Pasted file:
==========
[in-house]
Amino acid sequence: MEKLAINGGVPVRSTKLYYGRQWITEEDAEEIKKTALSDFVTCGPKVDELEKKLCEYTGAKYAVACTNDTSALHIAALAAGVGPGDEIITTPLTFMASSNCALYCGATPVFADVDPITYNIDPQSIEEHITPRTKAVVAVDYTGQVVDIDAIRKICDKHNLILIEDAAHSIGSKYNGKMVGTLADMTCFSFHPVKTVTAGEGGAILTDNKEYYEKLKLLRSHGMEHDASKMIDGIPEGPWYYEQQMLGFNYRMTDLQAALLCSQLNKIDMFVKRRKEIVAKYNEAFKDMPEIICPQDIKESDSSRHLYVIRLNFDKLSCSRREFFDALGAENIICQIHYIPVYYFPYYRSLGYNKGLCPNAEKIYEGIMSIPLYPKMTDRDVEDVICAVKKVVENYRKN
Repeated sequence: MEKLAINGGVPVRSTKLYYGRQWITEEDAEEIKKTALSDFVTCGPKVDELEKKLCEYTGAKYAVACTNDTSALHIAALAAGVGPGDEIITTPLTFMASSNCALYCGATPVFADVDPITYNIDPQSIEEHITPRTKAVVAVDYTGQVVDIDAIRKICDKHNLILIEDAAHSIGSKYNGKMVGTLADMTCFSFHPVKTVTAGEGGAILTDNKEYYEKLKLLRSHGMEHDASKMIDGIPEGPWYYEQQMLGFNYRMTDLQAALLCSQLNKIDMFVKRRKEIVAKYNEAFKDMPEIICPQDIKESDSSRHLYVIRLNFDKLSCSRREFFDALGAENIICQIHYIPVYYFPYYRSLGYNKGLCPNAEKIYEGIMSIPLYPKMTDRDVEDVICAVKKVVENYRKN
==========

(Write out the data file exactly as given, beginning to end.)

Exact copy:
[in-house]
Amino acid sequence: MEKLAINGGVPVRSTKLYYGRQWITEEDAEEIKKTALSDFVTCGPKVDELEKKLCEYTGAKYAVACTNDTSALHIAALAAGVGPGDEIITTPLTFMASSNCALYCGATPVFADVDPITYNIDPQSIEEHITPRTKAVVAVDYTGQVVDIDAIRKICDKHNLILIEDAAHSIGSKYNGKMVGTLADMTCFSFHPVKTVTAGEGGAILTDNKEYYEKLKLLRSHGMEHDASKMIDGIPEGPWYYEQQMLGFNYRMTDLQAALLCSQLNKIDMFVKRRKEIVAKYNEAFKDMPEIICPQDIKESDSSRHLYVIRLNFDKLSCSRREFFDALGAENIICQIHYIPVYYFPYYRSLGYNKGLCPNAEKIYEGIMSIPLYPKMTDRDVEDVICAVKKVVENYRKN
Repeated sequence: MEKLAINGGVPVRSTKLYYGRQWITEEDAEEIKKTALSDFVTCGPKVDELEKKLCEYTGAKYAVACTNDTSALHIAALAAGVGPGDEIITTPLTFMASSNCALYCGATPVFADVDPITYNIDPQSIEEHITPRTKAVVAVDYTGQVVDIDAIRKICDKHNLILIEDAAHSIGSKYNGKMVGTLADMTCFSFHPVKTVTAGEGGAILTDNKEYYEKLKLLRSHGMEHDASKMIDGIPEGPWYYEQQMLGFNYRMTDLQAALLCSQLNKIDMFVKRRKEIVAKYNEAFKDMPEIICPQDIKESDSSRHLYVIRLNFDKLSCSRREFFDALGAENIICQIHYIPVYYFPYYRSLGYNKGLCPNAEKIYEGIMSIPLYPKMTDRDVEDVICAVKKVVENYRKN